It's crazy, I know, to feel this way. But I'm so excited, I just can't hide it. I'm about to lose control . . . and I think I like it.

(Tony, you're quoting The Pointer Sisters again. The last time you did that was when you went wild about Ralph. You swore he was going to revolutionize the NBA. You only missed by one letter -- he might still revolutionize the CBA. So who is it now?)

Les Boulez.

(Tony, they're 13-18. They're Rick Mahler.)

Look, I'm not saying they're going to win the title, or even make the playoffs. I'm saying for the first time in a million years the Bullets are genuinely exciting to watch. It's not just that they're so much better than everybody expected them to be -- which isn't that tough, since most of us expected them to win less games than Bob Welch -- they're really, truly, no kidding around, worth watching. They never, ever stop trying. They max out every night. How many NBA teams can you say that about? Mention the Knicks, and do not pass go, do not collect $200.

(You're writing a love song, aren't you? A puff piece.)

The puffiest. You'll have to tie this one down to keep it from floating up to heaven.

(Who is it specifically on Les Boulez?)

First and foremost, Bernard King. He is, without a doubt, The Story in the NBA this season. He's second in the league in scoring -- one/10th of a point per game behind Charles Barkley -- which is remarkable considering King was washed up and left for dead, done, finished, never play again, no way, five years ago with a terrible knee injury. And he's 34 years old! Nobody ever led the NBA in scoring at 34. Or 33. Or 32 for that matter. West and Chamberlain each led the league at 31; 34 is Methuselah.

The Bullets haven't had a player as compelling as King since The Pearl 20 years ago, a player who can bring you to your feet just by putting his hands on the ball. Having remade his entire game -- changed from an explosive, thunder-jumper who scored almost exclusively within five feet of the basket, to a reckless driver and finesse jump shooter who'll play the angles off the glass like Minnesota Fats -- King has become, once again, unstoppable. It's a visceral thrill watching him play. He's given the Bullets something they lacked through the stolid years of mechanical competence from Jeff Ruland and Moses Malone: a rooting interest. Finally, there's a passion, an urgency, to watching the Bullets. You can stand up and say without embarrassment, "I want to see Bernard King."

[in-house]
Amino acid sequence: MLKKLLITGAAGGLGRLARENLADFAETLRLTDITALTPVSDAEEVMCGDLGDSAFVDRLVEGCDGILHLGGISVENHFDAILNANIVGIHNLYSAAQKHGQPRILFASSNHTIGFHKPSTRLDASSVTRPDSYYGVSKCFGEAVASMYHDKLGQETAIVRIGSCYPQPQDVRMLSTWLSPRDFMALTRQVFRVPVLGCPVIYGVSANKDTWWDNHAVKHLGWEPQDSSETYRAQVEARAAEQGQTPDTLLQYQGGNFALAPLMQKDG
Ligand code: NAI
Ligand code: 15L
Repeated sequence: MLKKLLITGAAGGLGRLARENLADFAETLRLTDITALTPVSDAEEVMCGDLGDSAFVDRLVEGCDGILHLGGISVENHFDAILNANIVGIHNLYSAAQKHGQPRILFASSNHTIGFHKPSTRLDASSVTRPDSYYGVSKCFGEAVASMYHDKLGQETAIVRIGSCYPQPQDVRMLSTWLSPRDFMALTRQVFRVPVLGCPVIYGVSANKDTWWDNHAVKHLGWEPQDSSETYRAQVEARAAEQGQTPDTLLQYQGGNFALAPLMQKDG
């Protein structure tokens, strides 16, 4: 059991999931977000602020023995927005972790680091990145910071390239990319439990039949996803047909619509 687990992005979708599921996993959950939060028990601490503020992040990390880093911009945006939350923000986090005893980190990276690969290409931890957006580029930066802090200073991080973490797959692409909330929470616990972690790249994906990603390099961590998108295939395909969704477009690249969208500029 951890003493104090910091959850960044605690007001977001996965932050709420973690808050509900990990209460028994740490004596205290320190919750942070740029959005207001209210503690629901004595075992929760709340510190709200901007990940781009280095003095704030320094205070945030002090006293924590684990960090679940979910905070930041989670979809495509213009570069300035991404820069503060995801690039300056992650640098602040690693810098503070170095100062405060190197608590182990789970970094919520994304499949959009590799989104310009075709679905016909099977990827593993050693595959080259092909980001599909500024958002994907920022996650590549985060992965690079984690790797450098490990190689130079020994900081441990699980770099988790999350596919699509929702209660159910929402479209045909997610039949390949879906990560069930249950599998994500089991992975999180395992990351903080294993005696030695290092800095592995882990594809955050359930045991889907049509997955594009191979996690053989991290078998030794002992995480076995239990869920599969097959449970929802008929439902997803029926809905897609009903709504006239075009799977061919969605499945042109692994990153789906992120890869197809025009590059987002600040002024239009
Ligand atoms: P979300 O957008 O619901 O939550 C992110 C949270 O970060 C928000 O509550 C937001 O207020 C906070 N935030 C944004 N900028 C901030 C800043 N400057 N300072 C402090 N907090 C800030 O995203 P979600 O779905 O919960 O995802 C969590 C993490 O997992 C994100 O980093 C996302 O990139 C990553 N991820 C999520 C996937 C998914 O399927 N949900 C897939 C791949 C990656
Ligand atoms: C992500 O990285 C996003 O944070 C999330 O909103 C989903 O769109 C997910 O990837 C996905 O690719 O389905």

And it's not just King. Harvey Grant has suddenly become a good player. The trading of Jeff Malone created a vacuum for scoring. Grant rushed in. He's scored 20 points or more 13 times this season; he may be the most improved player in the league. The aptly surnamed Haywoode Workman -- whoever he is, wherever he came from -- is a find, a real NBA player. True, Workman got his shot blocked in the closing seconds against Milwaukee, but he took the ball right to the hole, trying to make something happen at that time in the game when rookies prefer the comfort of a front-row seat on the pine.

Ledell Eackles is a scorer. If he wasn't lugging around that inner tube, he might be able to play 15 consecutive minutes and scare somebody. Pervis Ellison faces a similar dilemma of minutes. For short bursts he looks like the steal of the century. But he accumulates fouls like Mitch "Blood" Green piles up traffic tickets. You certainly don't want Pervis hoisting up a three to tie a game, as happened against Milwaukee, but his skills are so obvious that if he could bulk up and give the Bullets 35 minutes a game, dreamers might compare him to Kevin McHale.

(Tony, you're getting out of hand.)

Sorry. I told you I was excited. Darrell Walker is so good defensively, such a savvy rebounder, and such an overall positive influence that I'm willing to overlook his, shall we say, imprecise, jump shot. . . . And I'll deny this on the record, but I'm even beginning to like Charles Jones.

(That's it. You've gone over the side. When did this feeling overcome you?)

The Milwaukee game, Tuesday. The Bullets won me over by going up there and nearly beating a team that was 17-0 at home. And what was intriguing about that game is Milwaukee is precisely the model for what Les Boulez should hope to become -- a team of mostly fungible overachievers, who generate offense from their defense and self-sacrifice. There's no doubt the Bullets need better shooters -- they're crying for a three-point threat -- and a deeper bench. But think what they might be if the current John Williams returns as the former John Williams.

(Come on. They lost twice to Sacramento. Sacramento's so bad, Ralph plays.)

Okay, they started 2-8. Since then they're 11-10. They've beaten Chicago, Detroit, Houston, Golden State. They always beat Boston and the Lakers once. They're better now than the Knicks. How many of you dared imagine that? Before the season began, I figured Les Boulez for the fifth-worst team in the NBA, ahead of Orlando, Minnesota, Sacramento and, barely, Charlotte. Now, I count 11 teams behind them, and I make the Knicks No. 12. If the playoffs start today, Les Boulez are in!

(That's progress, right?)

Yes and no. The good news is, the Bullets are totally lovable. The bad news is, it's self-defeating. This could be the smartest year ever to free-fall. If the right underclassmen come out, the lottery is worth imploding for. We could be looking at Shaquille O'Neal (two years is all anyone stays at LSU; Dale Brown's running a JuCo feeder to the NBA), Alonzo Mourning, Billy Owens and Kenny Anderson joining seniors Larry Johnson, Dikembe Mutombo and Stacey Augmon. At least five of those players are going to be all-stars for 10 years. Unfortunately, none of them is going to be there at the Bullets' annual draft pick from hell, No. 12.